I attended Howell’s School in Cardiff from 2000-2007, then the University of Birmingham in 2007-2011 (with a year studying in the south of France during that time) to get my degree, and finally the University of Manchester doing my PhD from 2011-2015
I have a university degree (BSc) in Biology from the University of Birmingham, and a doctorate (PhD) from the University of Manchester
After I finished my PhD I worked for Cancer Research UK. Then I moved to Copenhagen and started working at Orphazyme and soon I will start working for a bigger company called LEO Pharma.
Communication and Engagement Manager
Communication and Engagement Manager – Orphazyme ApS
Orphazyme is a small biotechnology company which specialises in ‘orphan’ diseases. These are rare diseases, often affecting young people, which don’t have a cure. We are working on developing medicines for some of these rare diseases, to hopefully save people’s lives.
My role in the company is to help people to understand what our scientists and clinical researchers are doing, and the results they are producing. Developing drugs is extremely expensive, so we rely on investors to pay for the research, and I help to show them why investing in our science is a good idea, using data and evidence to present the best possible case. Also, I interact with groups who represent the patients suffering from these terrible diseases, to keep them up-to-date with our progress and help understand how we can meet their needs.
My Typical Day
…goes best when there’s a steady supply of tea
I get up at seven every morning, and the first job of the day is to walk the puppy.
In Copenhagen, the most common way to get about is by bike, so once I’ve cycled to the office, I have a cup of tea and eat my breakfast at my desk.
I spend a lot of my time answering emails and preparing talks or presentations. I also help my colleagues who don’t speak English as their native language to phrase things in the best possible way.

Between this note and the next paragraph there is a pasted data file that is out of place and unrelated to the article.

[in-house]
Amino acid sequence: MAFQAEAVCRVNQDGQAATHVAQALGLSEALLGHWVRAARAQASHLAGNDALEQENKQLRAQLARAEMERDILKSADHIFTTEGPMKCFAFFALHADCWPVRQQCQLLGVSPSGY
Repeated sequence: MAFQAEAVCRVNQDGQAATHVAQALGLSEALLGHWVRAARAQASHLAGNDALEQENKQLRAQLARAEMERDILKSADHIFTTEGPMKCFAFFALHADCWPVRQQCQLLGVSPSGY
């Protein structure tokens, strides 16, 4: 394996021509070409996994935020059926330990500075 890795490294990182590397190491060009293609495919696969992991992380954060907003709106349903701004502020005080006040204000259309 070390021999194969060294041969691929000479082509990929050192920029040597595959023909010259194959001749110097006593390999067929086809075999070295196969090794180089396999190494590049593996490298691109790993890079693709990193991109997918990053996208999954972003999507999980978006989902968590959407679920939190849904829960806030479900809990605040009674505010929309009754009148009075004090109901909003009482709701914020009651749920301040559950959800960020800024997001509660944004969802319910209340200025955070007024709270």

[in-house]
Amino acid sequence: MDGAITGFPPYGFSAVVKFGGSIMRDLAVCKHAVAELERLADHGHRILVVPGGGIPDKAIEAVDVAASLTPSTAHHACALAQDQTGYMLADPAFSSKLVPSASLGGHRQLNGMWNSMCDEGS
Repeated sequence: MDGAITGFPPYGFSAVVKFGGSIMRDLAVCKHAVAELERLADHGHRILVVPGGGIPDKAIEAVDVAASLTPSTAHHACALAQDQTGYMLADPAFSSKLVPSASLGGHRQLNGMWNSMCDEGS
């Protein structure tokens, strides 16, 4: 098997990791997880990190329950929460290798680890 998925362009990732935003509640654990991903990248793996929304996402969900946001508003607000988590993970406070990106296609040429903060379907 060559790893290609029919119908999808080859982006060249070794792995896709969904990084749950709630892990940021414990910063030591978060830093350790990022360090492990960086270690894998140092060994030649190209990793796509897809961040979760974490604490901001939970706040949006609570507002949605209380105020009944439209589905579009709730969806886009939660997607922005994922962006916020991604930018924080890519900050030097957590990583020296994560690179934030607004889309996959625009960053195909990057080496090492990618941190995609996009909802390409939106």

After eating lunch with the entire company, I often have skype meetings with patient representatives or other professionals around the world (sometimes I have to stay late, or get up early to talk to them, depending on their timezone).
I have an afternoon cup of tea and then try to get any remaining jobs finished before I head back home to the puppy 🙂
What's the best thing you've ever done in your career?
Presenting Orphazyme’s research to a group of families in China who are all affected by a very rare disease. I was able to help them see that there are scientists and drug developers out there who care about this very rare disease.
What advice would you give someone who wants to be in the same career as you?
Science communication is a growing field, but there are more people interested in the area than there are jobs. To stand out from the crowd I found it helped to have lots of useful experience on my CV, so volunteering was a great way to add that vital experience.
What other sorts of jobs can you do with your qualifications?
With qualifications in biology you could go into: research (either in academia or in industry), lecturing/teaching, patent law (or regular law), finance (my company’s CEO is a former assistant professor who then started working for an investment bank), business, environmental science, medicine and the care services, the food industry, government and politics… anything really!
What don't you like about your current job?
Almost all of my colleagues are Danish, so I don’t always understand what they’re saying if they’re talking to each other in Danish. Usually that’s not a problem, but occasionally that has meant that I have missed out on important information.